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Weekly Wednesday Steal: I Am The Resurrection: A Tribute To John Fahey

Posted by Billy Gil, October 8, 2014 07:40am | Post a Comment

weekly wednesday steal john fahey lpThis week's Weekly Wednesday Steal, is I Am The Resurrection: A Tribute To John Fahey for $10 on vinyl (regularly $26.98).

The album features contributions from artists like Sufjan Stevens, The Fruit Bats, Devendra Banhart, Lee Ranaldo, Calexico, M. Ward and more. The LP was a Black Friday release from last year.

John Fahey is the legendary self-trained guitarist whose primitivist and avant-garde style would help inspire a generation of musicians like Sonic Youth and Jim O'Rourke. Though he was little known for the majority of his career, he eventually came into prominence later in his career, being named in Rolling Stone's "100 Greatest Guitarists of All Time" list.

A new item is featured on Amoeba.com every Wednesday for $10, while supplies last. It's limited to one per customer, and the deal is only available on the website. As always, there’s free shipping on all music and movies you buy on Amoeba.com throughout the United States.

The Art of the LP Cover- Halloween Special Pt 3.

Posted by Mr. Chadwick, October 31, 2010 12:05am | Post a Comment

Happy Halloween!




Davey Graham 1940 - 2008

Posted by Whitmore, December 16, 2008 05:51pm | Post a Comment

The legendary English guitarist and a major influence on practically every fingerstyle acoustic guitarist for the past 50 years, Davey Graham, passed away on Monday of lung cancer which was detected only a few weeks ago. He was 68.

Born November 22nd, 1940 in Hinckley, Leicestershire, England, he took up the guitar at the age of 12. By the age of 19 Graham composed what would probably be his most famous piece, “Anji,” released on his debut 1962 EP, 3/4 AD, and later covered by the likes of Pentangle and Simon & Garfunkel.

Here in the United States, Graham perhaps wasn’t as well known as some of his contemporaries but he has been credited with single-handedly inventing the concept of the folk guitar instrumental in the U.K.-- simultaneous honors in the U.S would go to John Fahey, who was making similar innovations. Graham influenced a who’s who of British guitarists from Bert Jansch, John Renbourn, Richard Thompson, John Martyn, Nick Drake, Martin Carthy, and Jimmy Page -- Page’s instrumental "White Summer" was heavily based on Graham's "She Moved Thru the Bazaar/Blue Raga."

In 1959 Graham first made headlines with his attention grabbing performance of “Cry Me a River’ in the BBC television documentary Hound Dogs and Bach Addicts: The Guitar Craze, produced by Ken Russell. During the 1960s he played a major role in the British folk revival, releasing a series of eclectic solo albums that touched on a wide range of music, from jazz and blues to Indian and Arabic and gypsy. He introduced to many an aspiring young guitarist the DADGAD guitar tuning, whose chief appeal is the ability to improvise freely, yet maintain a solid underlying rhythm and harmony. But Graham's career was somewhat unpredictable; his concerts were often hit or miss. Much of his reputation was based on a couple of brilliant albums, both released in the same week of 1965, Folk Routes, New Routes in a duet with the folk singer Shirley Collins and Folk, Blues and Beyond, a mostly instrumental album that combined all his world music styles. His live playing was best captured and recorded in 1967 on an incredible album entitled After Hours, which was recorded in a student's dorm room on the campus of Hull University in front of an audience of about eight people. Nonetheless, and in many ways, even as impulsive as he may have been, Davey Graham was the first guitar hero … and certainly one of mine.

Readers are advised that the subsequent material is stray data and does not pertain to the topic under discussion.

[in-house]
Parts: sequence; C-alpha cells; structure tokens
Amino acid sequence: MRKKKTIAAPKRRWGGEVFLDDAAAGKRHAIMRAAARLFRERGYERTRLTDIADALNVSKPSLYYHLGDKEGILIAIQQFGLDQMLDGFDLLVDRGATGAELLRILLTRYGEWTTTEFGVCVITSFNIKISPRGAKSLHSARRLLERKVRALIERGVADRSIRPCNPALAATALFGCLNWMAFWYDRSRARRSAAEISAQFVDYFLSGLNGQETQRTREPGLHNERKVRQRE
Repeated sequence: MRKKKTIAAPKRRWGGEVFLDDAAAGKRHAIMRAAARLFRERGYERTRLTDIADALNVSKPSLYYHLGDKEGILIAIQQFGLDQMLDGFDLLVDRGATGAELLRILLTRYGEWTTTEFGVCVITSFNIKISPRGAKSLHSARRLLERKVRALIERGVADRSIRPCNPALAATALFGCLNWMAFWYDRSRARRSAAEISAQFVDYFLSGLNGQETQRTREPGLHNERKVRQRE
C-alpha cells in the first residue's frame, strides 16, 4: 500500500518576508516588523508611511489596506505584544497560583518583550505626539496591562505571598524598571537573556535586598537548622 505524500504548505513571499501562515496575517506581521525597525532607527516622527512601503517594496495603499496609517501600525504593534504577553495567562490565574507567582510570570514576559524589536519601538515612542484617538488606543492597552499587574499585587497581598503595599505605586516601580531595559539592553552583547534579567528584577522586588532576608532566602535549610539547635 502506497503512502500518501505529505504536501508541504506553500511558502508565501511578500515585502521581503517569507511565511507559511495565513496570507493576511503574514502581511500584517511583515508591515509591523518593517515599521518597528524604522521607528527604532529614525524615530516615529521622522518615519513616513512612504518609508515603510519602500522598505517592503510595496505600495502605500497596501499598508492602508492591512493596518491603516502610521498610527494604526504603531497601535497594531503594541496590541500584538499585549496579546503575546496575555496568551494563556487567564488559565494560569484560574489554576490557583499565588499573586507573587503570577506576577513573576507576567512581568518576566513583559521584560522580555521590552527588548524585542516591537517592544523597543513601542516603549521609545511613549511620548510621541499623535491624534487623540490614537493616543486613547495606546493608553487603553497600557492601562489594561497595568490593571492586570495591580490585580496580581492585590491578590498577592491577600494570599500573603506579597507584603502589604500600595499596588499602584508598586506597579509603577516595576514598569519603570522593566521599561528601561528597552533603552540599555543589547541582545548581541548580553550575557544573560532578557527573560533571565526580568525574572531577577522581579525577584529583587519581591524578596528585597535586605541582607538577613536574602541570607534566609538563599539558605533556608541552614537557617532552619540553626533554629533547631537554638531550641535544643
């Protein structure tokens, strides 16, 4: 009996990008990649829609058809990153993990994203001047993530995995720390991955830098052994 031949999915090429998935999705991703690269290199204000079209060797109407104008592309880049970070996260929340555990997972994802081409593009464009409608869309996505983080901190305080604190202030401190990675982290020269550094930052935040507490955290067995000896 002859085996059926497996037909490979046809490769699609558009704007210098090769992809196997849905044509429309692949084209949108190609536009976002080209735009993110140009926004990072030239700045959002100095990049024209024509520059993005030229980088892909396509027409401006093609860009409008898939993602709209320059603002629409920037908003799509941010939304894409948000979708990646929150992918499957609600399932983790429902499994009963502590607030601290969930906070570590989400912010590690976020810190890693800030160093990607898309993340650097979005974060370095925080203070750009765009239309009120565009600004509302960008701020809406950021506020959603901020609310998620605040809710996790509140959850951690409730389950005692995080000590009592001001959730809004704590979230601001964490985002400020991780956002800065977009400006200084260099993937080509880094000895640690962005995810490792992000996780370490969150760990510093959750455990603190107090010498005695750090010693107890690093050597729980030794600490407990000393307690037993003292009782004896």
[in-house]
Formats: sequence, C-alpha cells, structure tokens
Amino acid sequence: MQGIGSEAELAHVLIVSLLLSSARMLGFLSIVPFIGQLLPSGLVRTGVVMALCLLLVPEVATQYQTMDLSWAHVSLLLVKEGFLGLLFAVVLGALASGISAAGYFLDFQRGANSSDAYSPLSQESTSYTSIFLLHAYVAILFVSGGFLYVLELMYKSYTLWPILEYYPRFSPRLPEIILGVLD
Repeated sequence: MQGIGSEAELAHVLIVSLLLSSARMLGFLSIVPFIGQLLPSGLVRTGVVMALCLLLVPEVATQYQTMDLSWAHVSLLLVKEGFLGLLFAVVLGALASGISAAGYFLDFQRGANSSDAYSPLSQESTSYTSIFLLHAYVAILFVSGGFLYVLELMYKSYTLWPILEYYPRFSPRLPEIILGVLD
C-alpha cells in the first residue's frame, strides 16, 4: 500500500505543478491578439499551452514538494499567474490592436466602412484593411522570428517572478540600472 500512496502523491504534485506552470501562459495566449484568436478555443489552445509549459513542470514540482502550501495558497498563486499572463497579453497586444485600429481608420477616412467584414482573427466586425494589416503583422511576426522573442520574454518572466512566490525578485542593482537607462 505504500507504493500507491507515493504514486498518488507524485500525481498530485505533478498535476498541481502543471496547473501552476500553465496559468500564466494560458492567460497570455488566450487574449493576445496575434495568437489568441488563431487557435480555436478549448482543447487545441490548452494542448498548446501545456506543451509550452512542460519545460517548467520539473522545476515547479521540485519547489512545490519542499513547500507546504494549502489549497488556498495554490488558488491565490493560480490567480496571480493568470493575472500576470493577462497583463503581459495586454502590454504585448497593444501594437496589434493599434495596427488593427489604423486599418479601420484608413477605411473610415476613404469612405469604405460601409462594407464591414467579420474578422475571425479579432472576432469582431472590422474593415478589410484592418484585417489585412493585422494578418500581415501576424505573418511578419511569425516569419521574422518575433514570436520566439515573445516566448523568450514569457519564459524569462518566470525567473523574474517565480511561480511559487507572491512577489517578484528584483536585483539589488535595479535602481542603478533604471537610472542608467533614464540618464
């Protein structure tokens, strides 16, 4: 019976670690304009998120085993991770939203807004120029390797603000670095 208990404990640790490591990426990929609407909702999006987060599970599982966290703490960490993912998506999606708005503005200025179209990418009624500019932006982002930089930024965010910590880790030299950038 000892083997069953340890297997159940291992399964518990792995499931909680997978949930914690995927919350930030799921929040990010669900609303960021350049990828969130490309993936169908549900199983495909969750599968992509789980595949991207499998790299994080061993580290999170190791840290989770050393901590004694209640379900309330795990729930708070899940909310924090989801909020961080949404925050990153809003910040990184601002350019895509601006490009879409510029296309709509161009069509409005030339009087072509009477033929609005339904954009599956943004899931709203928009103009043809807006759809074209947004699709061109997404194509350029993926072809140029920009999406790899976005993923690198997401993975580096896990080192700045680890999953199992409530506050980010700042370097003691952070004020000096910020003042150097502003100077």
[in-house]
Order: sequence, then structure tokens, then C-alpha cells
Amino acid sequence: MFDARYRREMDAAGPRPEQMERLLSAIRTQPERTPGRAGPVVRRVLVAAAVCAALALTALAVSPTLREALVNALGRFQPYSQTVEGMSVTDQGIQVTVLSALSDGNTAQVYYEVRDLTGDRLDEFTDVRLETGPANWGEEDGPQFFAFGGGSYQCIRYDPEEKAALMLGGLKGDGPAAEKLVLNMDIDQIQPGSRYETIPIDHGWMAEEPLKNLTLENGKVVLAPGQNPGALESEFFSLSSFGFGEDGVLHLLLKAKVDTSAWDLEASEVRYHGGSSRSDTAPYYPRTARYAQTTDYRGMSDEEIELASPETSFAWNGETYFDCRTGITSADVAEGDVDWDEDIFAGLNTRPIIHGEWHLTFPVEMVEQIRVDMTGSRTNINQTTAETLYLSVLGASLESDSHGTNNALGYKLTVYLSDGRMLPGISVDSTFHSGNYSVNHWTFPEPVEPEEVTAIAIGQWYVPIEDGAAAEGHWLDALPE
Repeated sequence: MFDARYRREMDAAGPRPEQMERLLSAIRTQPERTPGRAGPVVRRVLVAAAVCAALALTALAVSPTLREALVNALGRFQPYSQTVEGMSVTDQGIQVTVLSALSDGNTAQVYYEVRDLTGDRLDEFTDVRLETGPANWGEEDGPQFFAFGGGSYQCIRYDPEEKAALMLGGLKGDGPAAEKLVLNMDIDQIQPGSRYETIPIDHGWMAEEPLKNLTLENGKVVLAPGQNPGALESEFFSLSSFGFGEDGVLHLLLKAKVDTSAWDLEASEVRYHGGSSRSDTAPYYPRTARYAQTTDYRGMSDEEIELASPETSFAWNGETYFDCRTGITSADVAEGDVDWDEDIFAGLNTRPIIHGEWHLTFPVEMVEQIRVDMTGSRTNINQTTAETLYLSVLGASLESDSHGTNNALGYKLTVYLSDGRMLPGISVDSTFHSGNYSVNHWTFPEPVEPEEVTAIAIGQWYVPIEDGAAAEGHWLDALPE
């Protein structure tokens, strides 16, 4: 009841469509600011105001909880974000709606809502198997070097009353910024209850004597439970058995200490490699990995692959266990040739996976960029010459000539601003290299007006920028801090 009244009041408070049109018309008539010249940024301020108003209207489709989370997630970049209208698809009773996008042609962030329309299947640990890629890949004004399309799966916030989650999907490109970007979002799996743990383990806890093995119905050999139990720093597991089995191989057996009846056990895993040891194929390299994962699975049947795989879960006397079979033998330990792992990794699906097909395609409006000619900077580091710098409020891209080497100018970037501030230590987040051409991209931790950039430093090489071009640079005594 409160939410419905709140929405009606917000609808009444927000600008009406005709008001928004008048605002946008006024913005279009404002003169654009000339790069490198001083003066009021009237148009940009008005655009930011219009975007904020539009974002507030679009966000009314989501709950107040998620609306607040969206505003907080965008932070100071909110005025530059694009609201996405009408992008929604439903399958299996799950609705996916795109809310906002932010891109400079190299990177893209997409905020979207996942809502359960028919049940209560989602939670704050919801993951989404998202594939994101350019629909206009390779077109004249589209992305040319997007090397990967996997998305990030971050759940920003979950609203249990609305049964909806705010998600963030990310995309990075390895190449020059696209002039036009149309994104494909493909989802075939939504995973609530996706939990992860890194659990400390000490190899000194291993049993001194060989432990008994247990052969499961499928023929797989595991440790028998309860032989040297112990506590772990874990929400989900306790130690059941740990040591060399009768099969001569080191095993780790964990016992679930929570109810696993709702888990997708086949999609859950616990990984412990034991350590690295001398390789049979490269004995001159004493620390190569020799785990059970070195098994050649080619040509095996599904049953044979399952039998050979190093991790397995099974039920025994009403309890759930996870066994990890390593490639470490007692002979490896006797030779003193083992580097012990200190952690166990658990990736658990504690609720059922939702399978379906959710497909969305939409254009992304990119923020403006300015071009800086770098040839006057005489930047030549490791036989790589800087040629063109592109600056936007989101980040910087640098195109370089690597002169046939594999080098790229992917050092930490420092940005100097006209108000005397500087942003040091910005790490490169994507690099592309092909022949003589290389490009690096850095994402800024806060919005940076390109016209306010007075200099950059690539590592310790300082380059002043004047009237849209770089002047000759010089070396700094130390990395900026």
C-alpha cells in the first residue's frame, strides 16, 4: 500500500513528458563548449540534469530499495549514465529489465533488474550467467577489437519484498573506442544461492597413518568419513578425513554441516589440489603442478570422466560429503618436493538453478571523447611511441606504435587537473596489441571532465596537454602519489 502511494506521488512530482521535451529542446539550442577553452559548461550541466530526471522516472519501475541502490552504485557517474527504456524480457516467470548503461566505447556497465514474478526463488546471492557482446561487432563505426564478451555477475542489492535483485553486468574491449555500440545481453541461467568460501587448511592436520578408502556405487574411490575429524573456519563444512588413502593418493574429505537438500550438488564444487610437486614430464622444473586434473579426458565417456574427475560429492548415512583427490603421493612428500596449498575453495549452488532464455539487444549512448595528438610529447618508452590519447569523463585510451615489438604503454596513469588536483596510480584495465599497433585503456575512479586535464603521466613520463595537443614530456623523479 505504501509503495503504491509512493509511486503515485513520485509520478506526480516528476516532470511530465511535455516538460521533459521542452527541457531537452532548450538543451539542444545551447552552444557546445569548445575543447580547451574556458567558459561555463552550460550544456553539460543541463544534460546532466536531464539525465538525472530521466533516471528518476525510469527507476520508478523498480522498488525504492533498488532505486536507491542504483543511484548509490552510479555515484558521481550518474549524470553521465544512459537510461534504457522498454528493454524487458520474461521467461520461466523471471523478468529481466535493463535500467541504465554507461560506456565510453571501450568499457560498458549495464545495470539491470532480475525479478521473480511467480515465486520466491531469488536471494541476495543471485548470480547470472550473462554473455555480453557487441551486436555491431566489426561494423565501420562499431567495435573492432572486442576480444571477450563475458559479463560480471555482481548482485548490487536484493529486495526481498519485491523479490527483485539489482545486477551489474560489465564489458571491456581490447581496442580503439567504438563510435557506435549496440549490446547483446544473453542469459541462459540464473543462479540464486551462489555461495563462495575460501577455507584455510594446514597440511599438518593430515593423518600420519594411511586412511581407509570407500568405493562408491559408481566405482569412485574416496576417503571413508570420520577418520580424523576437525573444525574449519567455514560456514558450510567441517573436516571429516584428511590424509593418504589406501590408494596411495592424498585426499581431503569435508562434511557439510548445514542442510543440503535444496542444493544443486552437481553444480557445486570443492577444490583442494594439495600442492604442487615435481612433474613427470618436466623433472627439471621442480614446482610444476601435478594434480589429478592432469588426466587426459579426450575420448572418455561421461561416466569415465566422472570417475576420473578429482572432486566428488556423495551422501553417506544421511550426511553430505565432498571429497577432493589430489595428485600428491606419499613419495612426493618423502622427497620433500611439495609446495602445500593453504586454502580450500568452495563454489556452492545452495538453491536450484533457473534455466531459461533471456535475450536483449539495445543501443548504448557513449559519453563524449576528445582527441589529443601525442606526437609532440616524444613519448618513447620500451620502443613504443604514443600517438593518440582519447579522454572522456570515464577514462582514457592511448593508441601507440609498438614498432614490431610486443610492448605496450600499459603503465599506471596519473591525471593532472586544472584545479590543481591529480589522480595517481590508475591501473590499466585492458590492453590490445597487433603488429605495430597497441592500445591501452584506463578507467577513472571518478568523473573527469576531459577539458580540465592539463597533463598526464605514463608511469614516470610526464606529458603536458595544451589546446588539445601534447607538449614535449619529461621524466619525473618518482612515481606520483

There will be a private funeral held for Davey Graham later this week. A public memorial service is being planned for January.


Still Crazy After All These Years: Gary Higgins & Mark Fosson

Posted by Miss Ess, May 3, 2007 09:15pm | Post a Comment

gary higginsSpeaking of radical upcoming shows, did you know that underground heroes Gary Higgins and Mark Fosson are coming to town for their first San Francisco appearances, despite the fact that their records were made oh, about 30+ years ago?  Yes, they have been revived, thanks in part to the vigilant Zach Cowie in the case of Gary Higgins, and thanks to Mark Fosson's cousin Tiffany Anders in his case, each of whom rediscovered the records that never got their due: Mark Fosson's Lost Takoma Sessions and Gary Higgins' Red Hash, and managed to get them released on the illustrious Drag City Records

mark fosson the dakota sessions
Mark Fosson's songs were recorded for John Fahey's label in 1977 but were actually never released cause the label dissolved soon after.  It's super fitting that Fosson's record was gonna come out on Fahey's label cause he's a definite influence.  He plays the 12 string guitar and his songs are all instrumentals and beautiful! 

Gary Higgins' story is a little more complicated.  In 1973 he recorded his album Red Hash, put it out on his own label, promptly got arrested for pot possession and spent a couple of years in the pen; Thus he was unable to tour or promote the record, and thus the record made pretty much no mark on the world at large.  True to its title, Red Hash is definately a stoner folk record.  There's much hypnotic repetition, lots of hippie-isms and a lotta acoustic guitar hooks. 

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